Founder – Rev. Paul J. Breza

(taken from wikipedia.org; Polish and Kashubian versions also available)

Early life and education

Paul Joseph Breza, Roman Catholic priest and Kashubian American activist, was born in Winona, Minnesota on June 23, 1937, the son of Joseph Peter and Alice Seraphine (Pehler) Breza, both of whom were descendants of Kashubian immigrants from Bytów, Poland. He was educated at Saint Stanislaus Kostka School, Cotter High School and Saint Mary’s University of Minnesota.

Priestly ministry

After completing his seminary studies, Father Breza was ordained a priest on June 1, 1963 for the Diocese of Winona. During his nearly fifty years of active priestly ministry, Father Breza has served the Diocese of Winona in a number of roles: pastor, chaplain, teacher, and administrator, tending to people from across the spectrum of society. In his retirement, he continues to fill in for other priests whenever needed in addition to serving as the Diocesan archivist.

Kashubian American activism

In 1979, Father Breza established the Polish Cultural Institute and Museum, located in Winona in a former lumber yard office he had purchased two years earlier. Initially intended to commemorate Winona’s Polish American heritage, the Cultural Institute and Museum has also developed a Kashubian element after Father Breza’s visits to Bytów in the late 1980s and the 1990s. Under Father Breza’s guidance, Winona and Bytów became Sister Cities in 2004, and Bytów celebrated its first annual Dzien Winony (“Winona Day”) on September 26, 2006. Under the Polish Cultural Institute’s auspices, students from both Winona and Bytów participate in an exchange program, the most recent of which took place in 2012.

Honors and Awards

Father Breza has received public honors for his priestly ministry and for his service to the Kashubian American community, both in Poland and in the United States. In 2007 his alma matter, Cotter High School, named him its third “Alumnus of the Year.” In 2008 the city of Bytow recognized him with the title “Honorary Citizen of Bytow.” In 2010, Father Breza was inducted into Winona’s Polish Heritage Hall of Fame. On May 5, 2013, in a ceremony at the Polish Museum, the Polish Consul General in Chicago, Ms. Paulina Kapuscinska, presented Father Breza with the Cavalier’s Cross of the Order of Merit of the Republic of Poland for his contribution to Polish American relations. On June 1, 2013, with representatives from the town on Bytow in attendance, Father Breza celebrated the fiftieth anniversary of his ordination to the Roman Catholic priesthood with a special Mass at the the Basilica of Saint Stanislaus Kostka and a banquet at the Polish Museum.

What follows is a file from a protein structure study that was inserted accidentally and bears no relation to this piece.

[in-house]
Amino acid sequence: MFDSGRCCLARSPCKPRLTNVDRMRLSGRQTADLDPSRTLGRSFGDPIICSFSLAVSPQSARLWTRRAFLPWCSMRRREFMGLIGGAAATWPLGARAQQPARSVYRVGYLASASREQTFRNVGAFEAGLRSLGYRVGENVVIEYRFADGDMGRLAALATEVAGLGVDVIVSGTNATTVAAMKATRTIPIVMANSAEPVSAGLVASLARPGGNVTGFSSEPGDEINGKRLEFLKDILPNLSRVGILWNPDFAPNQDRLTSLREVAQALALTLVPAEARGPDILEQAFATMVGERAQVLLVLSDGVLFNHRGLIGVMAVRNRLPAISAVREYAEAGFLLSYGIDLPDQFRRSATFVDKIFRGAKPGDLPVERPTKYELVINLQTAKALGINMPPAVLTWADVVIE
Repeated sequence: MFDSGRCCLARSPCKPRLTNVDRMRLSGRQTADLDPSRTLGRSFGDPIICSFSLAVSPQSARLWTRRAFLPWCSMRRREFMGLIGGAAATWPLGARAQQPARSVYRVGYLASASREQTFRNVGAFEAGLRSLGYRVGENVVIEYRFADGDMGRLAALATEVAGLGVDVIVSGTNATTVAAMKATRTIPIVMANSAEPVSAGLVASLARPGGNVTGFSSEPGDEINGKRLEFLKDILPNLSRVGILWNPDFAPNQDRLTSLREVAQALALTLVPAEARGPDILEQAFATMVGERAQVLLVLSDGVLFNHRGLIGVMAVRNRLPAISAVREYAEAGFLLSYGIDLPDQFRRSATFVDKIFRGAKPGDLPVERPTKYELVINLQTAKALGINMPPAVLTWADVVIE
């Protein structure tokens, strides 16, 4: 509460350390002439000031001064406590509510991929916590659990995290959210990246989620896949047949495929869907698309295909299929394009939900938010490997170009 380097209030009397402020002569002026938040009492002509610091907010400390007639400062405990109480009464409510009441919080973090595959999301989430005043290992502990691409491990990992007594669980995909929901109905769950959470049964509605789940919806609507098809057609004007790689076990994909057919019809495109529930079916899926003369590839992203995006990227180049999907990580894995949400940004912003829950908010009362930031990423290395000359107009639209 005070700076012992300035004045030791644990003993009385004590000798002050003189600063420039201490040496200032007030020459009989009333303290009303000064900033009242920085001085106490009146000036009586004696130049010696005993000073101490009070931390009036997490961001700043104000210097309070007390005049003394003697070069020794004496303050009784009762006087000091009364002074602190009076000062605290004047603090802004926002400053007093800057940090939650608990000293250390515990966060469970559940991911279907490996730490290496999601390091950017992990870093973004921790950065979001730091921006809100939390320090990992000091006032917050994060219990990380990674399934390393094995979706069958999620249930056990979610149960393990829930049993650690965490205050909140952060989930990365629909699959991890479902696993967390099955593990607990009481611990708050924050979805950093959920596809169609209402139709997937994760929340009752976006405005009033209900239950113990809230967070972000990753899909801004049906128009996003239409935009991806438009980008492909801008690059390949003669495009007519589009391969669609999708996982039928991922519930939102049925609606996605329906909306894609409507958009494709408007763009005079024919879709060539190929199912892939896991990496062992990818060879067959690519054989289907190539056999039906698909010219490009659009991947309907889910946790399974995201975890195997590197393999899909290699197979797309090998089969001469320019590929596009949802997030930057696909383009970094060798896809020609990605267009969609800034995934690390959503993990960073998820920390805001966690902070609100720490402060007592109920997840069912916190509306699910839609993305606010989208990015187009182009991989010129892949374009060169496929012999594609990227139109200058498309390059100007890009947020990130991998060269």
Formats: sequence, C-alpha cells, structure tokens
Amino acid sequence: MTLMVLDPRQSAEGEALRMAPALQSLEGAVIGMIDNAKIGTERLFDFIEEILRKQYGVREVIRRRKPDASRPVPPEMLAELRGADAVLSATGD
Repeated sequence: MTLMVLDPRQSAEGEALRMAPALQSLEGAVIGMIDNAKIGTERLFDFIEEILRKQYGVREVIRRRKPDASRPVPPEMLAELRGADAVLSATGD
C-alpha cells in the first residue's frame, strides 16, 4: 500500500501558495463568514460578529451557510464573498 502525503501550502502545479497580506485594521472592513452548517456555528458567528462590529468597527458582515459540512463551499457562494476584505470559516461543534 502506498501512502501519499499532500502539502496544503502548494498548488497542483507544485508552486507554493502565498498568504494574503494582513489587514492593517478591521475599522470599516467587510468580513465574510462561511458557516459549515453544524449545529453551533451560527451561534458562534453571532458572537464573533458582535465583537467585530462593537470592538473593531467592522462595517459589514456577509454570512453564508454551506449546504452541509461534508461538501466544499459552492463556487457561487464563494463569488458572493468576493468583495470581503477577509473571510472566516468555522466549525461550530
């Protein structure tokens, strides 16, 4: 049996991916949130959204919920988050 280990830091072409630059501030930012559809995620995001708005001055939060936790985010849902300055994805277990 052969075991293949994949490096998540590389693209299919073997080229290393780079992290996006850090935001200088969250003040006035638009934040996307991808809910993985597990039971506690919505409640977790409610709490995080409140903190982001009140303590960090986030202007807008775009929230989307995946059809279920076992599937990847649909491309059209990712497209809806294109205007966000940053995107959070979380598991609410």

Comments

Founder – Rev. Paul J. Breza — 7 Comments

  1. Good Morning Father Breza!

    I didn’t hear of your 50 year celebration until it was over, but wish I could have been there to join in the celebration.

    In September I am planning a trip to Winona, if all goes well, and will stop in to see you.

    Take care – I look forward to seeing you again. Bonnie

    • Hi Fr. Breza,

      Congratulations!! I am hoping to come to Winona to visit on Saturday the 17th of August. For that long over due visit. Will you be in town?

      S. Kristin

      • Hello, Sr. Kristin! I have taken the liberty of emailing your message to the good Father, that is, winpole AT hbci D0T com, if you know what I mean. I am sure he will be very happy to see you!

  2. Fr. Breza,
    I just put October 6th on my calendar for the Smiths to press some apples at the festival. Hope to see you before then. I heard a rumor that you might be in St. Charles for a Mass. Take care–Mike

  3. Hello,

    I am of German-Kashubian descent. Some of my ancestors were Kashubians who were “Germanized” in the northeast of Pomerania (which is now Poland) in the `18th and 19th centuries. Indeed, many of them came from Glowitz, Stolp, Pomerania, Prussia.

    I was of the opinion that the Kashubian people were neither German nor Polish, but a minority race, and the last tribe of the “Ancient Balts”.

    I realize that today the Kashubians are protected as a minority race in Poland. However, to my knowledge they are neither Polish nor German, but Kashubian.

    Please reply.

    With thanks,
    Ruth Buenting

  4. From book THE CASSUBIAN CIVILIZATION, by Fr. Lorentz, Ph.D., Adam Fischer, Ph.D. & Tadeusz Lehr-Splawinski, Ph.D. Pub. in London by Faber & Faber Limited, copyright 1935. Inside of cover reads “Dr. Lorentz, the German Scholar, definitely establishes the Slavonic provenance of the Cassubians. His conclusions are summarized in the statement that ‘in spite of their external adoption of the fruits of German culture they have inwardly remained what they were from the beginning, a Slavonic people’. Dr. Fischer goes on to say that he, too, finds Cassubians to be Slavonic in character, and indeed ‘in no way different from the Polish, for it is Polish’.

    Another good book is POLAND by Konrad Jazdzewski, copyright 1965.He talks of the Cassubians being an off-shoot of the Lusatians, who are an off-shoot of the Western Slavic Venedic. The Lusatians are located in E. Germany, while the Cassubians continued on covering a larger area in Poland.

    A chart I have on the evolution of Slavic (Polish /Czech /Russian, etc.) languages shows the Lusations, Pomeranian Cassubs (Kaszubs), Silesians, Polanie, etc. as being of the Slavonic language. I have researched for many years, have Kaszub ancestors, and consider the Cassubians (Kaszubians) as Slavonic, or Polish. My chart shows the Cassubs evolving from the Proto Balto-Slavic group. Hope this helps.

Leave a Reply

Your email address will not be published. Required fields are marked *